Liverpool moved level on points with Premier League leaders Tottenham Hotspur and thwarted Leicester City’s hopes of going top with an outstanding performance and victory at Anfield.
Jurgen Klopp’s side remain behind Spurs on goal difference but the manner of the win sounded an ominous warning to those hoping to wrest the title away from the champions.
Liverpool also established a new club record of 64 home league games unbeaten, breaking their previous best run, which was set between February 1978 and January 1981 and itself ended by Leicester.
And they achieved this latest win amid a squad crisis that has robbed them of Virgil van Dijk, Trent Alexander-Arnold, Joe Gomez, Jordan Henderson, Thiago Alcantara and Mohamed Salah.
“There were a lot of good things. I can’t pick one that pleased me most – maybe the performance of James Milner at right-back,” Klopp said.
“He played an exceptional game, first there and then in midfield. That is what we expect from ourselves.
“The injuries were a massive shock in that moment but the boys have to offer solutions. We have centre-halves, they are really young. They are not experienced, you saw the bench tonight.”
Klopp’s side took the lead midway through the first half when Jonny Evans nodded a corner into his own net and the advantage was doubled four minutes before half-time when a move of 30 passes ended with Diogo Jota heading in Andrew Robertson’s superb cross.
Liverpool added Salah to their long list of absentees after he tested positive for Covid-19 in Egypt but the prolific Jota, signed from Wolves for £45m in September, once again stepped in – becoming the first player in the club’s history to score in his first four competitive home appearances.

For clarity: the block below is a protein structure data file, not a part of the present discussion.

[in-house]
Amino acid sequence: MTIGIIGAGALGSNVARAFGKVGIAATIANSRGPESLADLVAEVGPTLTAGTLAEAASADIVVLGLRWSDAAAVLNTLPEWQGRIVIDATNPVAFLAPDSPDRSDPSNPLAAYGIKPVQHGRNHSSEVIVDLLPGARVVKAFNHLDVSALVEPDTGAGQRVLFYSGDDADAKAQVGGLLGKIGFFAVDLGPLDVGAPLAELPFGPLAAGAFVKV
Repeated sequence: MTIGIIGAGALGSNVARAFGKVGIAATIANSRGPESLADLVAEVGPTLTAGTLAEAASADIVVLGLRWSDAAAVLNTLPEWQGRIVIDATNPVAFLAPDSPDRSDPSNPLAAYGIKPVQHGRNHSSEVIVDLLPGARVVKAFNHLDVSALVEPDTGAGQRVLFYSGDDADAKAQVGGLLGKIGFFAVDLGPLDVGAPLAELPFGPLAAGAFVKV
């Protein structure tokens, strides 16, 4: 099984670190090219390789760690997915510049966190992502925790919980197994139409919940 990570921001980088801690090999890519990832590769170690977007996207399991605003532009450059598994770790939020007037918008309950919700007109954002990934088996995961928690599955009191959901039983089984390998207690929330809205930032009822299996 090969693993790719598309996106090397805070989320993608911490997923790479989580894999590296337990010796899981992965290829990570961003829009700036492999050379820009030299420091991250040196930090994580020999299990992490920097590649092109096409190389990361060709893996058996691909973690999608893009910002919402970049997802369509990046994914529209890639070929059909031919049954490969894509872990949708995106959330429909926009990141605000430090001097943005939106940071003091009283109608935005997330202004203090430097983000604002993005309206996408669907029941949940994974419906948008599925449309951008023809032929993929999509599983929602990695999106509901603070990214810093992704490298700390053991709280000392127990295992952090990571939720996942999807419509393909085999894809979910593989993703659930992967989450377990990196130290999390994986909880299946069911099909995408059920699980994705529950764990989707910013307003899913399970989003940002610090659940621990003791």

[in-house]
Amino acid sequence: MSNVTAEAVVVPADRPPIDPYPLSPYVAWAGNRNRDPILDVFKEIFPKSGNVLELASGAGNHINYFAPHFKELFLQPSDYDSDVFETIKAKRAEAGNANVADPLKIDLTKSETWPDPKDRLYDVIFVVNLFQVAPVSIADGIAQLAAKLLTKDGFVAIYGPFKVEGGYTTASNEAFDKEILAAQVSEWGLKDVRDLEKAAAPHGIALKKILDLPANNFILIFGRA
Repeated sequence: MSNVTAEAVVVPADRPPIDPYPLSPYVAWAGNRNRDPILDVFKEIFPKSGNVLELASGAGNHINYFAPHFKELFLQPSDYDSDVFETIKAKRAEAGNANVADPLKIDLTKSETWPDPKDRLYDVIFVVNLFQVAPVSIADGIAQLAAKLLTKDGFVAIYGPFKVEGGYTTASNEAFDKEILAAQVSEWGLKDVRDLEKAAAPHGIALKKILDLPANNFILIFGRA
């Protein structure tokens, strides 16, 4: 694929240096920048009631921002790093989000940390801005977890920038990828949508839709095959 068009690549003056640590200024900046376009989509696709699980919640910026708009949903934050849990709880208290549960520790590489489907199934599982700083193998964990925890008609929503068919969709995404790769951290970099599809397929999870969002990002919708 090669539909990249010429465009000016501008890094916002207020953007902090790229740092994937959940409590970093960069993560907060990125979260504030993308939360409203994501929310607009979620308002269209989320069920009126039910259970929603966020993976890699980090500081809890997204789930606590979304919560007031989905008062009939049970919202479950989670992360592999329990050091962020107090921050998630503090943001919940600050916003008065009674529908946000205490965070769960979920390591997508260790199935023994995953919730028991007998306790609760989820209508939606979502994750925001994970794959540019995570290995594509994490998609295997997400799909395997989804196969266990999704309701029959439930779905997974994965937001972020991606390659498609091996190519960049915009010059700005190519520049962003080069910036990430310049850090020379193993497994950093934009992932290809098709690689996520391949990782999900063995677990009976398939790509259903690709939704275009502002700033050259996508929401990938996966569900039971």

Leicester improved marginally in the second half but it was still Liverpool who dominated, Evans heading against his own post and both Roberto Firmino and Sadio Mane being denied by the woodwork and keeper Kasper Schmeichel.
Firmino was finally on target as he rose to send a fine header out of Schmeichel’s reach four minutes from time to give Liverpool the victory margin their superiority deserved.
There was a sense before kick-off that a depleted Liverpool, and their unbeaten Premier League home record stretching back to 2017, might be vulnerable to the in-form Foxes. Not a bit of it.
Liverpool were rampant from the first whistle and barely gave Leicester City a chance to hit the form that has made them so impressive this season.
And in Jota, Klopp has added another potent threat to go with his long-established world-class attack of Firmino, Mane and Salah.
The Portuguese forward has settled in seamlessly at Anfield, making that piece of history with his goal, but Liverpool were impressive in all areas and the final scoreline could and should have been more emphatic.
Liverpool pinned Leicester in their own half virtually from the kick-off and rivals looking for any signs of potential weakness in the absence of so many key players would have been disappointed.
Klopp’s side were right at the top of their game, taking a stranglehold Leicester never threatened to loosen apart from the moment when Harvey Barnes steered a great first-half chance wide with the score at 1-0.
Jose Mourinho, Pep Guardiola and Frank Lampard, among others, will harbour ambitions of taking Liverpool’s crown. On this evidence, it will take some doing.
This was a big chance for Leicester City to make another powerful statement about their quality after impressive away victories this season at Manchester City, where they won 5-2, Arsenal and Leeds United.
Sadly, for manager Brendan Rodgers and his talented squad, they came up short here and ended up well beaten.
Leicester did not move the ball with their trademark speed and were unable to get Jamie Vardy, their most potent threat, into any dangerous areas. They looked shaky under a constant wave of Liverpool attacks.
The Foxes felt they were denied an early penalty when the ball struck Joel Matip’s hand and Barnes wasted that glorious opportunity but in reality they never deserved anything and this was a chastening experience.
Leicester are a fine side who will have better days and nights in the season ahead but they were never in serious contention at any point. (Courtesy BBC)